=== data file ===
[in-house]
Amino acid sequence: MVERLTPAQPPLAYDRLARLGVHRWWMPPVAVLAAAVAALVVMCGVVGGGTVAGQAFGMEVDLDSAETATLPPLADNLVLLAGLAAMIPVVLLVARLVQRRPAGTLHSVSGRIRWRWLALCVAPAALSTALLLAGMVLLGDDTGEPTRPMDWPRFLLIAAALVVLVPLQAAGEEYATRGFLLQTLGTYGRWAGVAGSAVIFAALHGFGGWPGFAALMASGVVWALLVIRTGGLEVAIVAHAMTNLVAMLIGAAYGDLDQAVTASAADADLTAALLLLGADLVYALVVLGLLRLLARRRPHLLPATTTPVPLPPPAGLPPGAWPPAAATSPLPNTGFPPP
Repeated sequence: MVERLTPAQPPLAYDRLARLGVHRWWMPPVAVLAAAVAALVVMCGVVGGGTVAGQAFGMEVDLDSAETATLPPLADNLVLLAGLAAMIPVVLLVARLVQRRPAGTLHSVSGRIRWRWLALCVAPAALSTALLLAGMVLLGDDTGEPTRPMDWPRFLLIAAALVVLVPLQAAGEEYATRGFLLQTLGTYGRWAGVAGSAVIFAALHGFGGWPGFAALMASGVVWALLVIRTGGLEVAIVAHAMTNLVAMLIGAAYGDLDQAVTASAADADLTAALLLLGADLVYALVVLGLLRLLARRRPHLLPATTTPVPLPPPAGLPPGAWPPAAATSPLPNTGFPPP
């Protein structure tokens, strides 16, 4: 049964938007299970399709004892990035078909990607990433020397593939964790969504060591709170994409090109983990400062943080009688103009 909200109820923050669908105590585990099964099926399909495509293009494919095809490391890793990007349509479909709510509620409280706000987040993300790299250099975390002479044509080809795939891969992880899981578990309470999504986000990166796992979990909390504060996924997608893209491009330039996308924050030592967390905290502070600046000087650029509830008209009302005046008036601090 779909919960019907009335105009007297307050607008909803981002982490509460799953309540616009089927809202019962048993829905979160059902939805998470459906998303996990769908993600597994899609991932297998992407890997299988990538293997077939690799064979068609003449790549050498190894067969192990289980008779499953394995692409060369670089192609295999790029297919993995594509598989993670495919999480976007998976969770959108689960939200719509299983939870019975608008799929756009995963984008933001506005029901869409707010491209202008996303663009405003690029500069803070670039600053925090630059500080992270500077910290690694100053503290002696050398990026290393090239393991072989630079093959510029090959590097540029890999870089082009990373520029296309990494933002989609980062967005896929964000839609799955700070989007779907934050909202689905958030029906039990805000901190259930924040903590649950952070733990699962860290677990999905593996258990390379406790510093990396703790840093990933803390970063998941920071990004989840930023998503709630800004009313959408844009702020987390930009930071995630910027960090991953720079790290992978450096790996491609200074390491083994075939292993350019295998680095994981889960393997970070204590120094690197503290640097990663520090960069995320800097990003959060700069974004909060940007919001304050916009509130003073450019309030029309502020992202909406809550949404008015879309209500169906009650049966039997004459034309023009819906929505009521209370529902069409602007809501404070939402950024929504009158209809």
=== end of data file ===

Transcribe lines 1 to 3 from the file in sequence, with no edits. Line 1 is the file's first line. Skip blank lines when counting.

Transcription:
[in-house]
Amino acid sequence: MVERLTPAQPPLAYDRLARLGVHRWWMPPVAVLAAAVAALVVMCGVVGGGTVAGQAFGMEVDLDSAETATLPPLADNLVLLAGLAAMIPVVLLVARLVQRRPAGTLHSVSGRIRWRWLALCVAPAALSTALLLAGMVLLGDDTGEPTRPMDWPRFLLIAAALVVLVPLQAAGEEYATRGFLLQTLGTYGRWAGVAGSAVIFAALHGFGGWPGFAALMASGVVWALLVIRTGGLEVAIVAHAMTNLVAMLIGAAYGDLDQAVTASAADADLTAALLLLGADLVYALVVLGLLRLLARRRPHLLPATTTPVPLPPPAGLPPGAWPPAAATSPLPNTGFPPP
Repeated sequence: MVERLTPAQPPLAYDRLARLGVHRWWMPPVAVLAAAVAALVVMCGVVGGGTVAGQAFGMEVDLDSAETATLPPLADNLVLLAGLAAMIPVVLLVARLVQRRPAGTLHSVSGRIRWRWLALCVAPAALSTALLLAGMVLLGDDTGEPTRPMDWPRFLLIAAALVVLVPLQAAGEEYATRGFLLQTLGTYGRWAGVAGSAVIFAALHGFGGWPGFAALMASGVVWALLVIRTGGLEVAIVAHAMTNLVAMLIGAAYGDLDQAVTASAADADLTAALLLLGADLVYALVVLGLLRLLARRRPHLLPATTTPVPLPPPAGLPPGAWPPAAATSPLPNTGFPPP